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DAY CARE MEDICINE SURGERY

DAY CARE IN BLOOD BANK
Maya Parihar-Malhotra

Nowadays, day-care facilities in medicine are becoming popular as they are a very convenient option, saving time and money, for patients.

In the blood bank, where the main focus is on the blood donor, the entire process of a donor donating whole blood or undergoing an Aphaeresis procedure is short, involving a couple of hours, at the most.
However, Day care patient Services enables healthcare providers (here blood bank) to avoid costly patient hospitalization for transfusion administration offering blood component transfusions (red cell, platelets and clotting factors) on an outpatient basis.

The services include:
1) Blood transfusion: to transfusion dependent patients - e.g. Thalassaemic children.
2) Therapeutic Phlebotomy procedures.
3) Autologous blood donations - Pre-operative deposit.
4) Therapeutic Aphaeresis procedures.
5) Counselling cell.

1) Many patients are dependent on blood transfusions for survival. In our setup, most common being: Thalassaemic children. In Greek, Thalassaemia, means “globin chain which is deficient". The thalassaemias are a diverse group of genetic blood diseases, characterized by absent or decreased production of normal haemoglobin. These results in a microcytic anaemia of varying degree that begins in early childhood and lasts throughout life. Lifelong red blood cell transfusions are the main supportive treatment offered for all major forms of thalassaemia. Today, most patients with a major form of thalassaemia receive red blood cell transfusions every two to three weeks, amounting to as much as 52 pints of blood a year. If these transfusions are given to patients at a day care facility, it enables these patients to lead a better quality of life.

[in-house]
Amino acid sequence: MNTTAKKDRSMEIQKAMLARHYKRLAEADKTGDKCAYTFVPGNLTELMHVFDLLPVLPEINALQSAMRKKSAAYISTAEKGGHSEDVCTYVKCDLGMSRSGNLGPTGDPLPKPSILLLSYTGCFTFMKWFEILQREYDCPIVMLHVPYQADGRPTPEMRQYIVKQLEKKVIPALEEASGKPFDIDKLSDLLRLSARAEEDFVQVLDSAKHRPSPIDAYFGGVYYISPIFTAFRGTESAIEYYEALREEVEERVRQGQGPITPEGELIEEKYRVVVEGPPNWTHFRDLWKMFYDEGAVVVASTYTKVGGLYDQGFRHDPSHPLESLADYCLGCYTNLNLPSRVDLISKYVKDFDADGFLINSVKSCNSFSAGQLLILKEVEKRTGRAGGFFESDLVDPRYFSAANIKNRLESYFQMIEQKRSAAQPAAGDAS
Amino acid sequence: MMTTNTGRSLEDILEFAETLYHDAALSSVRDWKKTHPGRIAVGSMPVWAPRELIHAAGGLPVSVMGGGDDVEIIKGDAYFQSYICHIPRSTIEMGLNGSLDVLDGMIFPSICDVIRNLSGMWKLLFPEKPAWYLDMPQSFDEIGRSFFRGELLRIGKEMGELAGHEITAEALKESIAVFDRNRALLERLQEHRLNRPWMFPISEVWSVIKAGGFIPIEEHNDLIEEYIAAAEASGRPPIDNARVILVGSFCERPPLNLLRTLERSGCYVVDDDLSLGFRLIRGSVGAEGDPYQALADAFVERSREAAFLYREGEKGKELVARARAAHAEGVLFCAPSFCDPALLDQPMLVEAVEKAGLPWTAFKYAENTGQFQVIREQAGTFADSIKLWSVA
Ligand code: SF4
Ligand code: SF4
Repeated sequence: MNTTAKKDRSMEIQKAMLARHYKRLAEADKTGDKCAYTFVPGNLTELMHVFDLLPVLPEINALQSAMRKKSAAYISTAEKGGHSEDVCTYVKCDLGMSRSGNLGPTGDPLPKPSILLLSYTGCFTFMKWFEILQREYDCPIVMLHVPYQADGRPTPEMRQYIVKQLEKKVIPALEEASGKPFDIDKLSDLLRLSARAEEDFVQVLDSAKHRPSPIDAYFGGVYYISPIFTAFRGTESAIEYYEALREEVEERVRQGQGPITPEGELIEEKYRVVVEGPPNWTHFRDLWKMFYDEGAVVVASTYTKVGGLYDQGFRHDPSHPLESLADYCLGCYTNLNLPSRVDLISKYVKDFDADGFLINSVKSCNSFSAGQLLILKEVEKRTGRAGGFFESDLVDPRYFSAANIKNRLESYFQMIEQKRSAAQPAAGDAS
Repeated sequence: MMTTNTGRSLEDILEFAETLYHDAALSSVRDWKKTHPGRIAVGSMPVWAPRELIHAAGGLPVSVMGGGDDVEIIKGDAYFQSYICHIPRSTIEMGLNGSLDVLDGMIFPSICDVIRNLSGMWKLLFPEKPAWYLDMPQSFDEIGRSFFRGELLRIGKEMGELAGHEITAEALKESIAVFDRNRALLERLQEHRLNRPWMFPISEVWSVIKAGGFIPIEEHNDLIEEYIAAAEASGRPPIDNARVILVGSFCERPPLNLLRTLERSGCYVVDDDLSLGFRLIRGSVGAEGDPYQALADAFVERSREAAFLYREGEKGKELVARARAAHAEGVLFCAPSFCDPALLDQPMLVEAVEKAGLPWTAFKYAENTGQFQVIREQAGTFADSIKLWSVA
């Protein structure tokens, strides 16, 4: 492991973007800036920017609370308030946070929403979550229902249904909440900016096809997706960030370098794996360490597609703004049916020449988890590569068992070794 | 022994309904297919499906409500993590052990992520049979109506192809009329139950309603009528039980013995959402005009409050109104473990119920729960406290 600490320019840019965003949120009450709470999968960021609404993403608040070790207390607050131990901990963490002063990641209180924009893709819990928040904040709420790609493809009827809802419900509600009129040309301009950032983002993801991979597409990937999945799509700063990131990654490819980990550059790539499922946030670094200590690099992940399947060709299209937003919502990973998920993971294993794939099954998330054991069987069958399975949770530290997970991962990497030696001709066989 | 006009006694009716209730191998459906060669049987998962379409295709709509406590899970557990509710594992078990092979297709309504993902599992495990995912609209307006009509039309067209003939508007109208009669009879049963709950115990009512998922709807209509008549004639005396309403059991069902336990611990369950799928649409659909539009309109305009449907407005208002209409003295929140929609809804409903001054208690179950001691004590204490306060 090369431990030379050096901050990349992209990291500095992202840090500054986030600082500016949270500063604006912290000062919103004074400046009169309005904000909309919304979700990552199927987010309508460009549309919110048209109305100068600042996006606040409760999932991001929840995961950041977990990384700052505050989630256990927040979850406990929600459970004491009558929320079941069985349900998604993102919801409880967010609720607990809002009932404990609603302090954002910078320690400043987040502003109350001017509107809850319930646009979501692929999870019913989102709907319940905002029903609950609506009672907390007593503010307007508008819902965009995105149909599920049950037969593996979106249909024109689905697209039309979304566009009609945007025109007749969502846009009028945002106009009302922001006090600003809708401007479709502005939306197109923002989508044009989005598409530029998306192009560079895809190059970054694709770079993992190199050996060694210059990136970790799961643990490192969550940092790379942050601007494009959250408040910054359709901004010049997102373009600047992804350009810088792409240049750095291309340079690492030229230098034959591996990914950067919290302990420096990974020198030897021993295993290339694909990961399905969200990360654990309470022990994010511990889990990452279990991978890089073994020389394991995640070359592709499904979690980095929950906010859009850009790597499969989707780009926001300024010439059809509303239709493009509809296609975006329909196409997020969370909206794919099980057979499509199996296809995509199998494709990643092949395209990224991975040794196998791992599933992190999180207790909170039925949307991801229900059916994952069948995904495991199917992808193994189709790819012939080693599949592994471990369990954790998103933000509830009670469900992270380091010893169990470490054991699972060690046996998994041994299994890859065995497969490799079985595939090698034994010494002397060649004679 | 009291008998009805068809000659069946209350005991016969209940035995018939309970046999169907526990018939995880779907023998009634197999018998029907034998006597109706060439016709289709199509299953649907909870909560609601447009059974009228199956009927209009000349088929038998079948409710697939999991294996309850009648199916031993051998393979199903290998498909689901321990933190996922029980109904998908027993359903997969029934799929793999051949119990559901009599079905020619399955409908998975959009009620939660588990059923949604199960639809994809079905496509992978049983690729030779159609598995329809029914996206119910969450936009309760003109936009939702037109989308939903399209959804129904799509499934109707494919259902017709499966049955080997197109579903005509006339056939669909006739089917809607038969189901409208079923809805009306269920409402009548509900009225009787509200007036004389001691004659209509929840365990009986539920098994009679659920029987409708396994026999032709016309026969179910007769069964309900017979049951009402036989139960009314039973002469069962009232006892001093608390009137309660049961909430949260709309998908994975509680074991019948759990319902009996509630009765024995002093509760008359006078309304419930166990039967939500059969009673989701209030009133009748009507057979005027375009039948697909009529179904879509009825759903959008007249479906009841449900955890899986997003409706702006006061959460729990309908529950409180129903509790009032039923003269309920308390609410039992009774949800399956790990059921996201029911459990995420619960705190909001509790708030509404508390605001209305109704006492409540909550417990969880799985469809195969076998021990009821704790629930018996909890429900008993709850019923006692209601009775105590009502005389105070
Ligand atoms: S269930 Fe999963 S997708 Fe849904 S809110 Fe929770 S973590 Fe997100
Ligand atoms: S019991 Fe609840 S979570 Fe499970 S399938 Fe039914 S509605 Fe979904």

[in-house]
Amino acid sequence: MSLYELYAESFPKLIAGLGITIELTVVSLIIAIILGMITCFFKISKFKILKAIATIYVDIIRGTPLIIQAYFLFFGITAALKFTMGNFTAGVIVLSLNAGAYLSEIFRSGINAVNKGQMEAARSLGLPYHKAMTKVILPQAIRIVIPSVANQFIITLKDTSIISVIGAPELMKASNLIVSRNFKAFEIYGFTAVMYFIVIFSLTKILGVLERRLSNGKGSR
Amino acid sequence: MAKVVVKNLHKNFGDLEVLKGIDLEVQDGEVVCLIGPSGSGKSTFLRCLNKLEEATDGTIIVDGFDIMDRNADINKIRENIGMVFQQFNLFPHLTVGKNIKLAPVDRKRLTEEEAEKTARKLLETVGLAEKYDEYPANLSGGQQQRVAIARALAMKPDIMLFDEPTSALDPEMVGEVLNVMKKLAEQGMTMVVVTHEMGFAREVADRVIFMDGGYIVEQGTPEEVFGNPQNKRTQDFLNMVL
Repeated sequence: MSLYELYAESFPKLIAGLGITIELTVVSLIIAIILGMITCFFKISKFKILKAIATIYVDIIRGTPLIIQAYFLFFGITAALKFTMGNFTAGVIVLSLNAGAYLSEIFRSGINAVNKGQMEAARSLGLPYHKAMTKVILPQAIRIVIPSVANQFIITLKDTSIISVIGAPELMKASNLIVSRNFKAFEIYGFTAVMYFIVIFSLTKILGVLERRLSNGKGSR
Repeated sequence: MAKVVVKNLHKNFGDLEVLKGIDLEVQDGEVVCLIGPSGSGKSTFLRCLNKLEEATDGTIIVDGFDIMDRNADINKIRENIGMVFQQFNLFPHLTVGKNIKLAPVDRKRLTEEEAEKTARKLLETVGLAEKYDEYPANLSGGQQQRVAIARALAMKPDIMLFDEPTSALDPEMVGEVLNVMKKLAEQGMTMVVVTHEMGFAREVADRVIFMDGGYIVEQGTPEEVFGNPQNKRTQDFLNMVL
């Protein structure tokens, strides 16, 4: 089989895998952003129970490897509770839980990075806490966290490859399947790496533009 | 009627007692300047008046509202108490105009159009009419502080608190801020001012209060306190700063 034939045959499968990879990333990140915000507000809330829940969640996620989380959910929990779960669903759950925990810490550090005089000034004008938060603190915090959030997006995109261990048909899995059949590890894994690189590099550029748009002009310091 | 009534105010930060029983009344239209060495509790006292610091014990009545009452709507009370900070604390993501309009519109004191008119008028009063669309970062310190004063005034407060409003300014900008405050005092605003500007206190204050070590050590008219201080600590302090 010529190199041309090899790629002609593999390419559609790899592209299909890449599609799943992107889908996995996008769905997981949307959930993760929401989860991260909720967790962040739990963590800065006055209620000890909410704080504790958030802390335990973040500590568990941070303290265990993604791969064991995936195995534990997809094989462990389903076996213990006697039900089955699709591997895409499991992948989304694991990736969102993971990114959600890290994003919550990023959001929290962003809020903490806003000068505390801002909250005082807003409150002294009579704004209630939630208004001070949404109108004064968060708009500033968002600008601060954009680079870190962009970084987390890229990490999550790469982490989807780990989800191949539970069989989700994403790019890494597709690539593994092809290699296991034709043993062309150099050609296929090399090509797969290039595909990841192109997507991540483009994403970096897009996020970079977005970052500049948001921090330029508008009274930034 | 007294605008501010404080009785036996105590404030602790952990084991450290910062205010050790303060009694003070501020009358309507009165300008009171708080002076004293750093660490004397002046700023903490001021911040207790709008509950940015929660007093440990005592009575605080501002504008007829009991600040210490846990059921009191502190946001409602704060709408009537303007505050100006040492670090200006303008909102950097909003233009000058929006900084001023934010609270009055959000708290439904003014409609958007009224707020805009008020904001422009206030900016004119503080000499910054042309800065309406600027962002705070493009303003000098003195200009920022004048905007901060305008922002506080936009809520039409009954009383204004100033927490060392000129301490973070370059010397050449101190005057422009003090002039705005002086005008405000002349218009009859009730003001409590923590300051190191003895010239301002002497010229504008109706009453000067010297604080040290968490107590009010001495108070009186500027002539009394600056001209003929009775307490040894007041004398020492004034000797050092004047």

2) Therapeutic phlebotomy is simply the process of collecting and disposing of blood as a medical treatment. Therapeutic phlebotomy is used to eliminate or control a dangerous condition in the blood, which must be corrected quickly or is not responding to more conventional treatments. A written request from the treating physician, including the amount of blood to be withdrawn, the frequency of donation, and the desired haemoglobin level, is required. A health history and mini-physical are done, and consent for phlebotomy is given.

The blood is drawn from the patient and disposed of and the patient may be re-infused with healthy blood if indicated. This blood is not taken into the routine blood bank stock. Therapeutic phlebotomy is indicated in the treatment of hemochromatosis, polycythaemia and porphyrias.

3) Autologous donations - Autologous is a word meaning “self directed.” Autologous blood units are those that are collected from a patient prior to elective medical procedures and surgeries. The requirements in patients are less stringent than for blood donors. e.g., the age and weight restrictions are relaxed for patients.